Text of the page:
This may be the longest I have ever waited for a Supreme Court opinion. I mean that in two senses. One, the buildup since March 28 for this case has been quite unreal. Second, I waited 9 hours after the case was released to get it (I was flying to London and took off as the opinion was being announced, but before I could get the PDF). Still another night till I got to read the opinion, and even now I have just broken down the parts. Without further ado.
First, let me break down the portions of the opinion.
Only parts of Roberts’s opinion are for the entire Court (that is for Roberts, Ginsburg, Breyer, Sotomayor, and Kagan):
The introduction (the stuff that comes before Part I) was for Roberts alone.
Part I (pp. 1-11)was for Roberts, joined by Ginsburg, Breyer, Sotomayor, and Kagan.
Part II (pp. 11-15) was joined by GInsburg, Breyer, Sotomayor, and Kagan, which rejected the AIA argument.
Part III-C (pp. 33-35) was joined by Ginsburg, Breyer, Sotomayor,and Kagan, and concluded that the mandate may be upheld as within Congress’s Taxing Clause power.
Part III-A (pp. 16-30) was written only for Roberts, concluding that the mandate was not a valid exercise of Congress’s power under the Commerce Clause (16-27) and N&P Clause (27-30). Roberts effectively agrees with pp.4-16 of the joint dissent.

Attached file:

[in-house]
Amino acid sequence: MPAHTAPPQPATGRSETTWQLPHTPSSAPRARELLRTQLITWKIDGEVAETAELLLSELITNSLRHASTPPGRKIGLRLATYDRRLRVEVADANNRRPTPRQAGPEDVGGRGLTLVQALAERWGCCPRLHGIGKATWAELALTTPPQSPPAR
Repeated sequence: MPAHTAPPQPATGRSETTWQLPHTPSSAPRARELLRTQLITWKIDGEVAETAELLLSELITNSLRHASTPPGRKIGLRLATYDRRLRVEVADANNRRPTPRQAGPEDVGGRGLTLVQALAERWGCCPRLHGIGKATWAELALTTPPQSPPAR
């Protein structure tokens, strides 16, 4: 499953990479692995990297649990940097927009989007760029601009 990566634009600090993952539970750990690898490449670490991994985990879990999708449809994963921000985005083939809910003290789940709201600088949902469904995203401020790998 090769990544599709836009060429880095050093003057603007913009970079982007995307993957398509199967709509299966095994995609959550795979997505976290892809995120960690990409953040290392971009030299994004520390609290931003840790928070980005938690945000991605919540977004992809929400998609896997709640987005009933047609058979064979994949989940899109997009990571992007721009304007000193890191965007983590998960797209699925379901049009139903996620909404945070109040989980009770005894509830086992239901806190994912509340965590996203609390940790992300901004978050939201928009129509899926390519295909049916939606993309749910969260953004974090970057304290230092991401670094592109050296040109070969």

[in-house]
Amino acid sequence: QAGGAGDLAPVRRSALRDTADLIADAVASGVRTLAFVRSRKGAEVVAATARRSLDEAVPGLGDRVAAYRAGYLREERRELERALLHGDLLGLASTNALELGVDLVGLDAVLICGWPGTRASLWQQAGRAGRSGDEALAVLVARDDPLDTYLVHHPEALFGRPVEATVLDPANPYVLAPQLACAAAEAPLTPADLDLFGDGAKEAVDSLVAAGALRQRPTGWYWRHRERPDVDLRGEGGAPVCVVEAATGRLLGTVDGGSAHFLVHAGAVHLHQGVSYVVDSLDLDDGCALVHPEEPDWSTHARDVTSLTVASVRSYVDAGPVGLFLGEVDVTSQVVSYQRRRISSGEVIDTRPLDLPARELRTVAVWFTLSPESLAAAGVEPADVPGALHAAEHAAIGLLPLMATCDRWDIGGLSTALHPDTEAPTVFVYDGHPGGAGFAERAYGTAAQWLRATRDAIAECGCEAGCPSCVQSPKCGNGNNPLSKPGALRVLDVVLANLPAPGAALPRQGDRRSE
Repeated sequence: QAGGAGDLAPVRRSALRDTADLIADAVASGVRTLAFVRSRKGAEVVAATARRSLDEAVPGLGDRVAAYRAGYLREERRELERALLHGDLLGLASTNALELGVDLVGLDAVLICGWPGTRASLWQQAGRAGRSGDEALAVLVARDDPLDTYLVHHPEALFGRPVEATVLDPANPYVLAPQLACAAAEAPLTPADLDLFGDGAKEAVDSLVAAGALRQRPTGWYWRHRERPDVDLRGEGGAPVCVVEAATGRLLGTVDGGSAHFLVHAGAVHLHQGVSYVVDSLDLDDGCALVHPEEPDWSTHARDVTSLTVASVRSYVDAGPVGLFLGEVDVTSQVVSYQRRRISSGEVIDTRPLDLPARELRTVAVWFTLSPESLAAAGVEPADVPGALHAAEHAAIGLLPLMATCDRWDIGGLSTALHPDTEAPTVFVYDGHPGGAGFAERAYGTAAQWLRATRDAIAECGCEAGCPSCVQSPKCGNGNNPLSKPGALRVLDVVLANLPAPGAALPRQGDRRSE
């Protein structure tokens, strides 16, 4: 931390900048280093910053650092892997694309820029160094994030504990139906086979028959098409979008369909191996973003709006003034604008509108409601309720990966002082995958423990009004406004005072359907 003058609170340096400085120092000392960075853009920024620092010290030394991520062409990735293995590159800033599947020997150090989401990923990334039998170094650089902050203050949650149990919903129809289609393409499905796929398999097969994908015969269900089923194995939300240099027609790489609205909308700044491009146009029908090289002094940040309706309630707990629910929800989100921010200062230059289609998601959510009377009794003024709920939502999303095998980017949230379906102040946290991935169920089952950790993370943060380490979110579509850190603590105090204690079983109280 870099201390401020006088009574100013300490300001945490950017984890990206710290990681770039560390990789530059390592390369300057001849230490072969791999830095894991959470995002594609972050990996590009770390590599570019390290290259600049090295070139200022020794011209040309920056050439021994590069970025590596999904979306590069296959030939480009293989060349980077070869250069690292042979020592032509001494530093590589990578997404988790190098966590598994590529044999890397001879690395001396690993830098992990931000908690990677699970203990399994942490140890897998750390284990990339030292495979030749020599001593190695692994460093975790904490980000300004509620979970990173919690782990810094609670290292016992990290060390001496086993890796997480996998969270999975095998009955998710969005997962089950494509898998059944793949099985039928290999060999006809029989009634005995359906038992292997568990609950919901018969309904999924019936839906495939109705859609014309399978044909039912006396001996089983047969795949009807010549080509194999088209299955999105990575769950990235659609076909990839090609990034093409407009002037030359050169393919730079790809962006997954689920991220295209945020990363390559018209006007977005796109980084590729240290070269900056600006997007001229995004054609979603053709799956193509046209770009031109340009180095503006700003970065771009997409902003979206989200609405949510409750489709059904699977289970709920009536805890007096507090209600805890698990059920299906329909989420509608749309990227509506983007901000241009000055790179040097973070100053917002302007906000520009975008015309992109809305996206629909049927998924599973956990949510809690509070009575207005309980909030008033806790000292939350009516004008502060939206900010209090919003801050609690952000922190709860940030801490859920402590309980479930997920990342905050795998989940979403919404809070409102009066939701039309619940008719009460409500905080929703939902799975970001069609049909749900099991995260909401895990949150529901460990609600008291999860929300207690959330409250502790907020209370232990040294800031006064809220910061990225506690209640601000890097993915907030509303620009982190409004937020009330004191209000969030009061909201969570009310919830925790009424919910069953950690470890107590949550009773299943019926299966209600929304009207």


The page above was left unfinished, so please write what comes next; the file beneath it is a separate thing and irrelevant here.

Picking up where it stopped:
Part III-B (pp. 31-32) was written only for Roberts concluding that the mandate must be construed as imposing a tax if it can be.
Part III-D (pp. 44-45) was written only for Roberts, in response to Ginsburg with respect to construing the mandate as a tax or an unconstitutional regulation of inactivity.
Part IV (pp. 45- 59) was written for Roberts, Breyer, and Kagan, holding that the Medicaid expansion violates the Constitution (pp. 45-58). Ginsburg, joined by Sotomayor, more-or-less agrees with Part IV-B (pp. 55- 58) of Roberts’s opinion, which concludes that Medicaid’s severability clause is the appropriate remedy.
Justice Ginsburg’s lengthy dissent was joined in its entirety by Justice Sotomayor. Breyer and Kagan only joined Parts I, II, III, and IV.
Part I (pp. 2- 12), joined by all four, talks about the importance of ACA, and the problems it was aimed at solving.
Part II (pp. 12-31) joined by all four, rejects the Chief’s Commerce Clause argument.
Part III (pp. 31-36), joined by all four, rejects the Chief’s Necessary & Proper Clause Argument
Part IV (pp. 37), joined by all four, harkens back to Lochner.
Part V (pp. 38-61), joined only by Ginsburg and Sotomayor, rejects the Chief’s Medicaid argument.
The dissent is jointly written by Scalia, Kennedy, Thomas, and Alito, though Kennedy read it from the bench (I checked, O’Connor, Kennedy, and Souter took turns reading from their joint opinion in Planned Parenthood v. Casey. Curious that Nino did not also chime in on the dissent).
Part I (pp. 4-16) focuses on the individual mandate and the commerce clause/N&P Clause.
Part II (pp. 17- 26) focuses on the taxing power.
Part III (pp. 26- 28) focuses on the AIA.
Part IV (pp. 28- 48) focuses on the Medicaid Expansion.
Part V (pp. 48- 64) focuses on severability.
The conclusion (pp.64-65) wraps it up.
Thomas dissented solo to write that he would grant exile to the Constitution in Exile (pp. 1-2).
I’ll fill in the rest later when I have time.